What is the purpose of the United States Constitution? May its purpose be to serve as the backbone of and the linchpin for good social order in America? By good social order, I mean that the individual can know at all times where he stands in relation to both other individuals and to the state; and I also mean that the state can know at all times where it stands in relation to the individual and to all individuals. Is this not the purpose of all constitutions? May this conception be perceived to be more or less the reasonable truth?
Are there unintended consequences related to establishing and upholding a constitution, specifically, our Constitution? Do these consequences affect how some Americans feel the Constitution is to be properly viewed? By unintended consequences, I mean the perpetuation of social inequities that have existed since document's ratification. If one considers first how some Americans feel the Constitution is to be properly viewed, I think he/she will discover that the concern about inequality exists, notwithstanding the legitimacy of those concerns.
Some Americans believe that the Constitution is to be treated as a legal framework that fits our always changing social circumstances and that social order is better preserved in this way. A good example of changing circumstances are shifts in morality which can be influenced by scientific discoveries and other new knowledge. In my view, the best support for the legal framework idea is that the purpose of a constitution (previously noted) is hindered by the fact that social circumstances are always changing. In other words, often times changing circumstances dictate where the individual actually stands in relation to other individuals and to the state; often times changing circumstances dictate where government actually stands in relation to the individual and to all individuals. This reasoning suggests the way we view the Constitution ought to account for these changes. Turning this argument upside down is to say: circumstances dictate relationships between individuals and the state only when individuals and the state believe circumstances ought to dictate these relationships.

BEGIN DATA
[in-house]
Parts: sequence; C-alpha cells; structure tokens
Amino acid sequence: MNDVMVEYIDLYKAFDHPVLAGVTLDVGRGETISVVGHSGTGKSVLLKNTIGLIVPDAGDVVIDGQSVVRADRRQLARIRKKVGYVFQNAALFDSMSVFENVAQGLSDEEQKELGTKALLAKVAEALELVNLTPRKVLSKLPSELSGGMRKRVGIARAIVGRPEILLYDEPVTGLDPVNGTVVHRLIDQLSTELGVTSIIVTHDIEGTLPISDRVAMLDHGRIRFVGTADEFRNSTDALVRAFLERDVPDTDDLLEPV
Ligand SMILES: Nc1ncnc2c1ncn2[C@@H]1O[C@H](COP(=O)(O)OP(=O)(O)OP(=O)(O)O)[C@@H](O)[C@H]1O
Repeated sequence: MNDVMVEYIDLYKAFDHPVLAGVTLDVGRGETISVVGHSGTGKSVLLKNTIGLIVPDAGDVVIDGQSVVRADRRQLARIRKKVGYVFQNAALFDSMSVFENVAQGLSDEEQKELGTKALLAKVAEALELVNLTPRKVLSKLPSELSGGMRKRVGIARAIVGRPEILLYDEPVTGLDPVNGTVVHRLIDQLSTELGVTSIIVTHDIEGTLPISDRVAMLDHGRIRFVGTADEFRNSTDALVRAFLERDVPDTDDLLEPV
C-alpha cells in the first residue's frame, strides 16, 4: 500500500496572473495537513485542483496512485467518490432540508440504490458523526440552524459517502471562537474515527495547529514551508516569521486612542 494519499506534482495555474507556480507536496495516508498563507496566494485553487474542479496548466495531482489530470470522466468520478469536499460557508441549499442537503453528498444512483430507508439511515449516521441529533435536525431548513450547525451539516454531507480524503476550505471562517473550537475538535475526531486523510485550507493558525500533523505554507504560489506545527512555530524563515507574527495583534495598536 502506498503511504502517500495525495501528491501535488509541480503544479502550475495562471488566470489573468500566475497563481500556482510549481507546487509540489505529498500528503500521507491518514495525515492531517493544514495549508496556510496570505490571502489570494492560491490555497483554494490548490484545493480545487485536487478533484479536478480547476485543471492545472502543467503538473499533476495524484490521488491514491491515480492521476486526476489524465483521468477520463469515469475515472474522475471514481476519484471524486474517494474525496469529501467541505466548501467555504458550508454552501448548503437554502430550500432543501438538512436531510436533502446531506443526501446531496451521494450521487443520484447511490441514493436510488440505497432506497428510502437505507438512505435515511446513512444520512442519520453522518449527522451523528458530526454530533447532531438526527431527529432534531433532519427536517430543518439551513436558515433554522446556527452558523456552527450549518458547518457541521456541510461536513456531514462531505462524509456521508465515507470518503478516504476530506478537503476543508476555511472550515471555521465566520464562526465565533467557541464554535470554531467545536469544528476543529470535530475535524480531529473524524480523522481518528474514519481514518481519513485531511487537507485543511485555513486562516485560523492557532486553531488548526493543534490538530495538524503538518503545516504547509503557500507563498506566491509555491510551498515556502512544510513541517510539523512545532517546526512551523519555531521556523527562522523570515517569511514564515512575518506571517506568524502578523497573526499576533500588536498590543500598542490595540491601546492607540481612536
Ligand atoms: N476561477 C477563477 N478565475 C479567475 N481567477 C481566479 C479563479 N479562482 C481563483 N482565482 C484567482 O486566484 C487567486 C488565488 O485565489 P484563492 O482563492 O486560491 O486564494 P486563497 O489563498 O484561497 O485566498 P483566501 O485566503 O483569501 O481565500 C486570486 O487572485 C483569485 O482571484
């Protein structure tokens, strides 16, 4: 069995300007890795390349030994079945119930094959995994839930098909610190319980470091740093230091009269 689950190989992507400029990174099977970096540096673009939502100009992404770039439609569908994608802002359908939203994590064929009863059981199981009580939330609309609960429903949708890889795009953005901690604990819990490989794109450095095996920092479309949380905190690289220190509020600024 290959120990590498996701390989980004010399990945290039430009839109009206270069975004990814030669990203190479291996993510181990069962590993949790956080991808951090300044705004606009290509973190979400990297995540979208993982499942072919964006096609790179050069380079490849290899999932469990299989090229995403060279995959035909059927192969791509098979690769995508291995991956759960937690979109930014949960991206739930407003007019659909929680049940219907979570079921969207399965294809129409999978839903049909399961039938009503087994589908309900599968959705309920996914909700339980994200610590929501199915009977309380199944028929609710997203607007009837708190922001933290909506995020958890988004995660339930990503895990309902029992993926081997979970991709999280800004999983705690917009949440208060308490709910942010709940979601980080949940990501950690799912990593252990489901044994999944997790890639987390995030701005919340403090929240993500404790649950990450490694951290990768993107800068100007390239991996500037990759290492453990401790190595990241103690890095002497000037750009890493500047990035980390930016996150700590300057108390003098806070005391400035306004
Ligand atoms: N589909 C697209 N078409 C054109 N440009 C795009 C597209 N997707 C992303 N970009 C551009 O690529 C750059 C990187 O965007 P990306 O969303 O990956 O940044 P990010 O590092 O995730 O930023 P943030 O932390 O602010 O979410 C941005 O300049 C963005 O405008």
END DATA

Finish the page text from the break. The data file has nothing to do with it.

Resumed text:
The idea that individuals and the state ought to dictate what their social order will be, I think, is the centerpiece of the debate on interpreting the Constitution. Looking at the prolonged social inequality that persists in American society, some are compelled to blame to varying degrees the Constitution. If the purpose of the Constitution is to assure individuals and the state of where they stand in relation to each other, then some people will inevitably believe that the way America views the Constitution should be consistent over time, irrespective of the changes in social circumstances. Treating the Constitution in this way, for those focused on perpetual inequality, has the unintended consequence (if not the intended consequence) of styming change towards a more equal society. It goes without saying that right-minded Americans would prefer a more equal society, even if they don't agree on how that change should come about.
Two important questions emerge: Do those who support the legal framework idea support it because (a) they believe changing circumstances dictate social order or (b) they believe circumstances ought to dictate social order? Secondly, is it correct to say the purpose of the legal framework idea is preserving social order in the best way possible?